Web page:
Roof vents and fans are basically there to do exactly what their name would imply, vent or fan large empty spaces in attics that in the summer need to breathe to reduce cooling and air conditioning costs, and in the winter need to be contained to keep heat inside of the building helping cut back on expensive heating costs. Since there are solar alternatives to these critical components of a home, the federal government offers this program to write off half the cost of installing these vent/fanning systems and further reduce the consumption of precious non-renewable energy.
To be eligible for this tax deduction, you must be the owner or leaser of the building you are going to install the solar powered vent or fan, you must provide documentation of the installation date(s), and provide documentation of the cost of materials, labor, person’s or corporation responsible for purchasing the materials and performing installation, and enter 6 2 3 on Schedule 2 under line 11 of the IT-40 if claiming this deduction.
|Program Type||Net Metering|
|Technologies||Photovoltaics, Wind, Small Hydroelectric|
|Amount||Net excess generation credited to customer’s at retail rate; carries over indefinitely|
|Required Documentation||Net-metered systems must comply with Indiana's interconnection standards|
|Official Web Site||http://www.in.gov/iurc/2340.htm|
The Indiana Utility Regulatory Commission (IURC) put into motion rules and regulations regarding net metering in September 2004 to mandate that the state's investor-owned utilities (IOUs) offer a metering program to all residential customers and K-12 schools. Solar, wind, and small hydroelectric systems producing up to 10kW all fall under eligibility for the net-metering program under the following provisions:
A utility may limit the aggregate amount of net-metering (nameplate) capacity to 0.1% of its most recent summer peak load.
An interconnection agreement between the utility and the customer must be executed before the facility may be interconnected.
Net-metered systems must comply with Indiana's interconnection standards (170 IAC 4-4.3).
Either a single meter or a dual-meter arrangement may be used.
Utilities may not charge customers any fees for additional metering for single-phase configurations installed by the utility, for customers' requests to net meter, or for an initial net-metering facility inspection.
Net metering customers must maintain homeowners, commercial, or other insurance providing coverage of at least $100,000 against loss arising out of the use of a net metered facility. Utilities may not require additional liability insurance in excess of this limit.
Net excess generation (NEG) is credited to the customer's next monthly bill. The rules do not address the expiration of NEG for continuous customers. (If a customer elects to cease net metering, any unused credit will revert to the utility.)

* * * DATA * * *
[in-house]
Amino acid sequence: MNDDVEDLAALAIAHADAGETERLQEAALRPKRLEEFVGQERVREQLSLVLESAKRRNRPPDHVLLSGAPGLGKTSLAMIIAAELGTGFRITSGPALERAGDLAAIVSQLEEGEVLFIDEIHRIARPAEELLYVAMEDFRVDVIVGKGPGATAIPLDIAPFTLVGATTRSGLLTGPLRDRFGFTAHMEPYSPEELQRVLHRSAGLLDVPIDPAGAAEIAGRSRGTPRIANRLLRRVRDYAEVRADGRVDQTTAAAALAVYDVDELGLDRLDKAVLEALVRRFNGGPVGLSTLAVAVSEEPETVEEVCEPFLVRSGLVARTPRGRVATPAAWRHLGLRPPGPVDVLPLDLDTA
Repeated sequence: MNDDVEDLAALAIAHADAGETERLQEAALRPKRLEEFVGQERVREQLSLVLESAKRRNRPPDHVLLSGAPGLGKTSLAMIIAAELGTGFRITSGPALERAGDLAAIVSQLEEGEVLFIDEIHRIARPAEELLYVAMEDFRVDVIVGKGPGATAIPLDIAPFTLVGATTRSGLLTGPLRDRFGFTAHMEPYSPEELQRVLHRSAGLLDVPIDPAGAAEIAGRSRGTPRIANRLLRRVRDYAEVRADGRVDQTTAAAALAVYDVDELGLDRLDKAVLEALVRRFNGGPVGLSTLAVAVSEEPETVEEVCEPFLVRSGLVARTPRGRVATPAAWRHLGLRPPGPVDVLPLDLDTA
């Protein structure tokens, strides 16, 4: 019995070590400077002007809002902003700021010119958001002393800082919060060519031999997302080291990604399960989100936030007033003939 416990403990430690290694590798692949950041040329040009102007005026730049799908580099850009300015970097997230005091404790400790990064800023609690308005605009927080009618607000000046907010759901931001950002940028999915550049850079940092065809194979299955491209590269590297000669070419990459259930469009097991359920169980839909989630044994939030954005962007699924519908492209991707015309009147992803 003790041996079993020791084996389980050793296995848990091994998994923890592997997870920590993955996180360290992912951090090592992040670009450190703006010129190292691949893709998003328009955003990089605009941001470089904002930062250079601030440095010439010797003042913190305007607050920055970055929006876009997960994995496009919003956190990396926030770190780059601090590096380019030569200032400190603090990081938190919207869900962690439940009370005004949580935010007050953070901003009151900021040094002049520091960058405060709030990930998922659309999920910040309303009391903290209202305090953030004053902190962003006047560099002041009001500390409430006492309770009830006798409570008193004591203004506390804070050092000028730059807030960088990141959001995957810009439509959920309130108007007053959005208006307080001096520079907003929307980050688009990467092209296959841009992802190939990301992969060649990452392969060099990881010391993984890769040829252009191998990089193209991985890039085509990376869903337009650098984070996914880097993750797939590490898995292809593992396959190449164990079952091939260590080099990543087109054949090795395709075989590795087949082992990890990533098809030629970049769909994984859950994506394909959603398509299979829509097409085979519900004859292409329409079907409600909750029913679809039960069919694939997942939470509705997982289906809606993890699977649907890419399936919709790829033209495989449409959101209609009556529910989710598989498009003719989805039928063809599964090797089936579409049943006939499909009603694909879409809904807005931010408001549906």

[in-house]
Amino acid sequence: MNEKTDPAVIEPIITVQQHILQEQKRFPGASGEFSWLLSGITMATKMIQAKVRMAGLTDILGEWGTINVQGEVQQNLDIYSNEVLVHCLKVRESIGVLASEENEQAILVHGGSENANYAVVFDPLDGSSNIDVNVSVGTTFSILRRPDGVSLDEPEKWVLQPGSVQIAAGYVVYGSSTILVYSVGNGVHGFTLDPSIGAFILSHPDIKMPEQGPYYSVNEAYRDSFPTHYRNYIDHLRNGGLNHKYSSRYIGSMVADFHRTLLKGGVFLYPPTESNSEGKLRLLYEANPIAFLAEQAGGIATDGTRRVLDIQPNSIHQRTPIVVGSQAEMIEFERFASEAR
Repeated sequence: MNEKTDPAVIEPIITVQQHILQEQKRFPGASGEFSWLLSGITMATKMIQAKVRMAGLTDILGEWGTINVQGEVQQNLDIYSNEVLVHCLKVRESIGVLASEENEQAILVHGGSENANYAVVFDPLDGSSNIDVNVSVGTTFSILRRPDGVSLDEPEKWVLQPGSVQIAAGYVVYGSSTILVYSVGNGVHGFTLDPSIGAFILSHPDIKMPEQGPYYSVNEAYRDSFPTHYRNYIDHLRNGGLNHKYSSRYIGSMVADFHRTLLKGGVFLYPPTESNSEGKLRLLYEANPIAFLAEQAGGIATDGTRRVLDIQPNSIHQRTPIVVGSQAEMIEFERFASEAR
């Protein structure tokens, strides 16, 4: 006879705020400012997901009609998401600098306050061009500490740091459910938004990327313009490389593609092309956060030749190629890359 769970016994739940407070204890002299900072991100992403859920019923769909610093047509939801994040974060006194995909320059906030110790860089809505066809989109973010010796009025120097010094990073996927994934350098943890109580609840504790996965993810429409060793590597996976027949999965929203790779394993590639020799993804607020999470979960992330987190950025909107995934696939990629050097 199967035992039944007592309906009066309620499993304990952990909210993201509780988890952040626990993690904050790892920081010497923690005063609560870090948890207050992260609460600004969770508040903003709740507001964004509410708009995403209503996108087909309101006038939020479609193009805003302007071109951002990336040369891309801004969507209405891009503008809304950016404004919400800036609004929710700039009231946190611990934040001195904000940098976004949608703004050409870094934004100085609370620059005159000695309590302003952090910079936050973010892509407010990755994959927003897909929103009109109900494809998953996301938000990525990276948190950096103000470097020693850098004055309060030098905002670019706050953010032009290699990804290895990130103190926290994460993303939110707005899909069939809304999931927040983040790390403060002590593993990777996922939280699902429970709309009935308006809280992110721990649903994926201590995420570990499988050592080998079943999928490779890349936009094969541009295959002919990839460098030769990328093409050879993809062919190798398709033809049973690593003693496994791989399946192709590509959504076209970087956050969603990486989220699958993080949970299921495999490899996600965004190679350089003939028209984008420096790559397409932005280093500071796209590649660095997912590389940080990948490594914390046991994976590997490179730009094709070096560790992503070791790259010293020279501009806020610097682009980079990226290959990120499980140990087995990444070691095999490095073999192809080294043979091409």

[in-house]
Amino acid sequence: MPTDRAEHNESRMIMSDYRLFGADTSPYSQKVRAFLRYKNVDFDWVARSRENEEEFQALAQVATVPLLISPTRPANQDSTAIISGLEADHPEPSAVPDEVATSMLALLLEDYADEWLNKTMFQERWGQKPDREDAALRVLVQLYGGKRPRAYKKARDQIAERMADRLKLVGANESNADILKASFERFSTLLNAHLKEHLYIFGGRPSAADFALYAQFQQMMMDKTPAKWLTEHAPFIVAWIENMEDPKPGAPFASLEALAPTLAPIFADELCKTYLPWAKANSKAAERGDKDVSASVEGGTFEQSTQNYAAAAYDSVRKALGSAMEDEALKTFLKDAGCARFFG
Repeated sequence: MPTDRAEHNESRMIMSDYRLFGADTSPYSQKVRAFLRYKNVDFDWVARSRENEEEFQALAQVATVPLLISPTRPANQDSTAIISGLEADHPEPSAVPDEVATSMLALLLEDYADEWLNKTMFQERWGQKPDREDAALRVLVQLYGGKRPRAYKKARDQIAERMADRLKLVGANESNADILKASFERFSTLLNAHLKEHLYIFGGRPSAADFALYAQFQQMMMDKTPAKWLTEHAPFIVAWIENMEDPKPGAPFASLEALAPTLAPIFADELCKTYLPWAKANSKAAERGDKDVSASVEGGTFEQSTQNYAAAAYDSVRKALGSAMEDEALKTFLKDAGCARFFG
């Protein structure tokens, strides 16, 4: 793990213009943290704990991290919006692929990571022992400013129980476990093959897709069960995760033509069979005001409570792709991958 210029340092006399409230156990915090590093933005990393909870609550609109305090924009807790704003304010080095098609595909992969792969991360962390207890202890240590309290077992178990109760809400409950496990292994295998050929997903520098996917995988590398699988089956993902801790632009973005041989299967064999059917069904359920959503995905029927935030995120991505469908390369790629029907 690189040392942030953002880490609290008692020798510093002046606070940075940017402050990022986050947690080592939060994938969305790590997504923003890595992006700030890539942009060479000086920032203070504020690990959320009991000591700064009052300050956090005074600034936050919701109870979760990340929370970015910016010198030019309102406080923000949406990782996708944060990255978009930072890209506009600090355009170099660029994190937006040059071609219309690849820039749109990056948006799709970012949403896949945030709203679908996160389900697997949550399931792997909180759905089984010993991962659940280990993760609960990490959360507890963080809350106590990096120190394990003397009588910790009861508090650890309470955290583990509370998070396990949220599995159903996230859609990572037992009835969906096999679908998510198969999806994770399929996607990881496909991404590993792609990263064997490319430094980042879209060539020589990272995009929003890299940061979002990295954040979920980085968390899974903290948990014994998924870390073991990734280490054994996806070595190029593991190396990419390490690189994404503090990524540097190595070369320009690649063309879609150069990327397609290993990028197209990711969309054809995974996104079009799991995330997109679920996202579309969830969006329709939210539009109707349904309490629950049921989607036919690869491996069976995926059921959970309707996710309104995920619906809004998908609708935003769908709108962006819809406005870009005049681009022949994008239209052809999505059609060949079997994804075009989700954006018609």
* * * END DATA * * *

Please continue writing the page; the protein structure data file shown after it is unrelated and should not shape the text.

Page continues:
Before the mandatory rules were put into place in 2004 by the IURC, Indianapolis Power & Light Company (IPL), Southern Indiana Gas and Electric Company (SIGECO), and PSI Energy voluntarily offered a net metering program to customers with green energy systems. Currently, since spring of 2010, IPL offers a net metering program for all customer classes, and a much greater maximum capacity of 50kW which is IURC approved.
Corporate Tax Credit
Personal Tax Credit
Property Tax Exemption
State Grant Program
Utility Grant Program
Utility Loan Program
Utility Rebate Program
Rules, Regulations & Policies
Building Energy Code
Energy Standards for Public Buildings
Green Power Purchasing/Aggregation
Solar Access Law/Guideline
Related Programs & Initiatives
The U.S. Department of Energy's Alternative Fuels and Advanced Vehicles Data Center (AFDC) provides a wide range of information and resources to enable the use of alternative fuels and other petroleum-reduction options, such as advanced vehicles, fuel blends, idle reduction and fuel economy. The AFDC site offers a database of state and federal laws and incentives related to alternative fuels and vehicles, air quality, fuel efficiency, and other transportation-related topics.
The U.S. Department of Energy's Green Power Network provides news and information on green power markets and activities, including opportunities to buy green power. This site provides state-by-state information on green power marketing and utility green power programs. In addition, the site lists marketers of renewable energy credits (RECs), also known as green tags or renewable energy certificates, which represent the environmental attributes of the power produced from renewable energy projects.
The U.S. Department of Energy's Weatherization Assistance Program (WAP) enables low-income families to reduce their energy bills by making their homes more energy-efficient. Through this program, weatherization service providers install energy-efficiency measures in the homes of qualifying homeowners free of charge. The WAP program web site offers a state-by-state map of opportunities, projects and activities.
The U.S. Department of Energy's Wind Powering America site provides state-by-state information on wind projects and activities, including wind working groups, validated wind maps, anemometer loan programs, small wind guides, state-specific news, wind for schools, workshops and web casts.